sprocket party

*Click on each strip to enlarge it; you won't see any of the detail otherwise.

A party. A contained event.

Little more than disjointed, undefined flashes - of faces, of shoes, of walls and furniture.

A beautifully messy stream of moments that form a kind of narrative over the course of an evening.

And one roll of 35mm film.


sleaze potential

I don't think I've ever put as much effort into a photo as I did into this one. Certainly, then, this is proof that effort is not relative to success. However, I am intrigued by and largely satisfied with the result.

The image required effort because executing my idea meant facing several challenges. Challenge number one: take a photo of a partially lit, nondescript torso with an entirely black background. This was extremely difficult, and involved lots of black sheets, a carefully placed tripod and mirrors. Challenge number two: find suitably sleazy and interesting neon in the CBD. This sounds easy, right? Every city has a tonne of sleazy neon, right? Wrong. This is definitely one area in which Sydney outdoes Melbourne several times over. Challenge number three: take a photo of strip-club/sex-shop neon without capturing and/or aggravating potential customers. I achieved this challenge, but the fear of being caught meant I didn't take much time sorting out settings and composition.

Does the final image match my original idea? Yes and no. The concept was to capture some neon on my lovely high-grain black and white film, and expose it over a stylised shot of a partially naked body. (I feel I need to take a moment to acknowledge the amateur nature of the thematic content - and I absolutely do realise how painfully juvenile matching stripper with sex shop is. But the idea interests me very strongly on an aesthetic level, and this was the most obvious content to experiment with.) There are a few flaws, most notably that the neon overwhelms the body to the extent that it's very hard to make out. Also, while I appreciate the symmetry in the image of the neon, I think for a photo like this it should be on an angle, or distorted in some way, or possibly even exposed more than once.

It's extremely far from perfect. But it's good to know that if and when I decide to pursue this concept further, I won't be completely in the dark.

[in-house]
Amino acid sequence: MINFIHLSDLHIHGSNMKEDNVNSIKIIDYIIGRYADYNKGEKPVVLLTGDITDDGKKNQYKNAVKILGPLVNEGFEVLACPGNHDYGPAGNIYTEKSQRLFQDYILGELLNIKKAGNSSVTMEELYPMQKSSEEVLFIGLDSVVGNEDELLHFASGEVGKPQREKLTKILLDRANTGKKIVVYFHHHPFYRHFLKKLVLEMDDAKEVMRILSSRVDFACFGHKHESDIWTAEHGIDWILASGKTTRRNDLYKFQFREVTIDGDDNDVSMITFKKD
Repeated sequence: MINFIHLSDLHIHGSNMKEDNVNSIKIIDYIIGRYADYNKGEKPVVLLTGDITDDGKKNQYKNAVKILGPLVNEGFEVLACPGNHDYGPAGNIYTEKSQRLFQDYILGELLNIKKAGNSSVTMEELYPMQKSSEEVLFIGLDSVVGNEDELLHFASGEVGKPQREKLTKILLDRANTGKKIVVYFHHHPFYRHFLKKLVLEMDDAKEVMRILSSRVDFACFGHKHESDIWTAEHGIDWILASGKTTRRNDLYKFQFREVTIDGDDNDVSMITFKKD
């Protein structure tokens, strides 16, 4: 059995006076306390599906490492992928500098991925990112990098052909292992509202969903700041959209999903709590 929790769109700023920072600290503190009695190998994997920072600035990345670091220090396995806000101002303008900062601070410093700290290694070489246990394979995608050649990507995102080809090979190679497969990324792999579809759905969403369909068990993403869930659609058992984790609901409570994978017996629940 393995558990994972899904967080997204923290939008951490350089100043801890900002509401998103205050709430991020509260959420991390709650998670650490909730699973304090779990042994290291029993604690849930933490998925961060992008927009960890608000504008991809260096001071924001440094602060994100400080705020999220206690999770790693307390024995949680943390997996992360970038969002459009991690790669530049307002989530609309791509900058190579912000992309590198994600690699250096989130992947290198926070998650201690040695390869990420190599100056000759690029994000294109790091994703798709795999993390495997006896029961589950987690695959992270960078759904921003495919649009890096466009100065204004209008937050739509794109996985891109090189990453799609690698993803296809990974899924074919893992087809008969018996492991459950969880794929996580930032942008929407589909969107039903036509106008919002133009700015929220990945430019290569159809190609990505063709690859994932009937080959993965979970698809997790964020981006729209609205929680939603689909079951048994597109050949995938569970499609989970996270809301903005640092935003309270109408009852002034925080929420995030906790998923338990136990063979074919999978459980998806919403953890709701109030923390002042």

fading memories

As I sorted through my digitised photo library last week, deep in the fog of nostalgia, I was surprised to find so many endearing photos from last year's trip to Darwin. As I explained when I first posted some of the most immediately successful images, I was disappointed to find that the film I used was so faded and grainy. However, I eventually came to appreciate the unique and extremely analogue look that these photos have. That said, I felt a lot of them were failures, and relegated them to the depths of the (sizeable) library.

Looking at these images that I disliked so much at the time of development, I'm now so charmed by their washed-out colours and super grain. They are at once recent and dated, enchanting and mediocre. Beautiful in their overwhelming ordinariness.

Poor composition, uninspiring colours, shameless tourist scene: everything about this image points to failure, yet somehow it holds enormous appeal for me. And I don't think it's just because it holds personal memories. Rather, like I've hypothesised before, the aesthetic qualities of this film recalls a past I never knew, evoking nostalgia for a time and a place I'll never see. They also bring to mind family photo albums from three decades ago, which are almost exclusively associated with happy memories.

This was the very first photo I took in Darwin, and at the time I very strongly felt that the scene perfectly captured my immediate impressions of the Territory's capital: wildly exotic and uncannily suburban. My initial unhappiness with its ordinariness seems, in hindsight, therefore hypocritical.

Unremarkable, ugly and outdated. Certainly one of the most forgettable of the lot. But again, quite fascinating to me.

Dirty orange, tarnished green, tattered cardboard. This is so ugly! I really do treasure it, though. While nostalgia is the obvious reason for this, I can also fall back on the fact that, with their unsaturated hues and discernible grain, these photos are proudly anti-digital.

I suppose I can't claim unremarkable colours in this photo. However, they are very different to the actual colours of the sky that evening. What a beautiful scene. And a perfect way to remember that fabulously unusual place.